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Old 06-24-2010, 01:31 PM   #1
SaphireAlchemy
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I have several question involving starting to use linux


I see there are specific threads for each distribution of Linux, and I am not here to simply ask 'Which is best?'

I am interested in what you would recommend to a long time windows vista user on an 2009 acer aspire laptop with 144 GB of memory, who has finally gotten sick of Microsoft deciding it must update your software now, without your permission, thus restarting the computer and losing your data. The last time vista did this, it really messed with my computer, I had to run start up repair etc. and had to reinstall a few programs.

Also, I am curious what changing ones operating system actually entails. Will I lose programs or files? Does this completely replace your present windows?

As you can see, I am a newb if ever there were one, but this newb is actually fairly computer literate: just not enough to want to do something big like this without guidance from those who know what they're talking about. Also, I'm all about freeware and open-source.

Thank you for any help anyone may provide.
 
Old 06-24-2010, 01:49 PM   #2
irmin
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Welcome on LQ,

it's a good decision to try some linux distribution. Maybe you want to try some live cds/dvds available for some distributions first. For beginners Ubuntu (http://www.ubuntu.com/desktop/get-ubuntu/download) or OpenSuSE (http://software.opensuse.org/112/en) will be fine choices. But just try some live versions of those distributions. These versions will allow you to start a fully working linux environment on your laptop without installing it. Furthermore it allows you to see if your hardware works well with the distribution.

Also you do not need to remove windows completely from your laptop. It is possible to have both operating systems installed at the same time (provided there is enough free space on the harddisk). If you install the distribution of your choice it will automatically offer you this option. In principle the windows partition will be shrunk and on the free space linux will be installed. Through this procedure no files or programs from windows will be erased (it is a good idea to make a backup of your important data anyway). But keep in mind, that windows programs will not be usable under linux! There are some exceptions though.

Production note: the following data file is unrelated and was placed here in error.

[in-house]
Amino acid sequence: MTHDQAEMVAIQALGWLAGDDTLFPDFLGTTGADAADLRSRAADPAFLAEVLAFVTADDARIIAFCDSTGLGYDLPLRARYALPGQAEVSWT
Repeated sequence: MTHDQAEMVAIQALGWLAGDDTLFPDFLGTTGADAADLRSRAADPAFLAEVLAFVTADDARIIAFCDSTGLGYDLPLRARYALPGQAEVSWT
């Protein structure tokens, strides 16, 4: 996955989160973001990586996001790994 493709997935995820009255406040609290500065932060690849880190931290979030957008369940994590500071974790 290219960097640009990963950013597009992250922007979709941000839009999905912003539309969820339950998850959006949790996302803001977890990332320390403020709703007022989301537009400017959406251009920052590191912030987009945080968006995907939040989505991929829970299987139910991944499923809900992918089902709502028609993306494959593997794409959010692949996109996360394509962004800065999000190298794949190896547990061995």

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Old 06-24-2010, 02:20 PM   #3
MrCode
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Quote:
But keep in mind, that windows programs will not be usable under linux! There are some exceptions though.
Yes, there is a way to run some Windows programs under Linux through a software compatibility layer called Wine. It's not going to be able to run everything, but it's always improving, and it's already got support for quite a number of Windows programs. There are also commercial versions like Cedega and CrossOver that allow greater specific compatibility with things like games and office software (e.g. MS Office).

As for installing a Linux distro alongside Windows, as irmin stated above, there's usually a way to do this from within the installer. It's just a matter of shrinking your existing Windows partition and creating a new Linux partition(s?) alongside it. It is possible to completely blow away Windows, but that's not usually the default.

Last edited by MrCode; 06-24-2010 at 02:21 PM.
 
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Old 06-24-2010, 02:23 PM   #4
tredegar
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The above advice is good.
Don't be frightened, jump in and test the water.
"I'm scared to install linux" is understandable, but, just GO for it.